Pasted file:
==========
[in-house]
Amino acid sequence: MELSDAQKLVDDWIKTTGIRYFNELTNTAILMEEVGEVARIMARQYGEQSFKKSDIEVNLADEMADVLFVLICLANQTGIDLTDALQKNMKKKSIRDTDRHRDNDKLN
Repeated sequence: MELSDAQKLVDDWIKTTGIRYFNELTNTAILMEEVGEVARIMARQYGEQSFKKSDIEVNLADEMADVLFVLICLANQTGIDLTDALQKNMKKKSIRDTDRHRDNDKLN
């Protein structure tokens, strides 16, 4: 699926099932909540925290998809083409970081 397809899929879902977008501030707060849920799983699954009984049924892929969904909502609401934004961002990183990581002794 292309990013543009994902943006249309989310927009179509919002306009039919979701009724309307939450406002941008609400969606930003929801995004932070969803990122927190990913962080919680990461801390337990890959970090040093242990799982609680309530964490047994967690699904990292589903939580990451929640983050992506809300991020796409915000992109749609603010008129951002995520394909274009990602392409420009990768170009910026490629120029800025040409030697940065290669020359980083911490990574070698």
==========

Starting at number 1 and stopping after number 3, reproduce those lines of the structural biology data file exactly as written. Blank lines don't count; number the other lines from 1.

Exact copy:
[in-house]
Amino acid sequence: MELSDAQKLVDDWIKTTGIRYFNELTNTAILMEEVGEVARIMARQYGEQSFKKSDIEVNLADEMADVLFVLICLANQTGIDLTDALQKNMKKKSIRDTDRHRDNDKLN
Repeated sequence: MELSDAQKLVDDWIKTTGIRYFNELTNTAILMEEVGEVARIMARQYGEQSFKKSDIEVNLADEMADVLFVLICLANQTGIDLTDALQKNMKKKSIRDTDRHRDNDKLN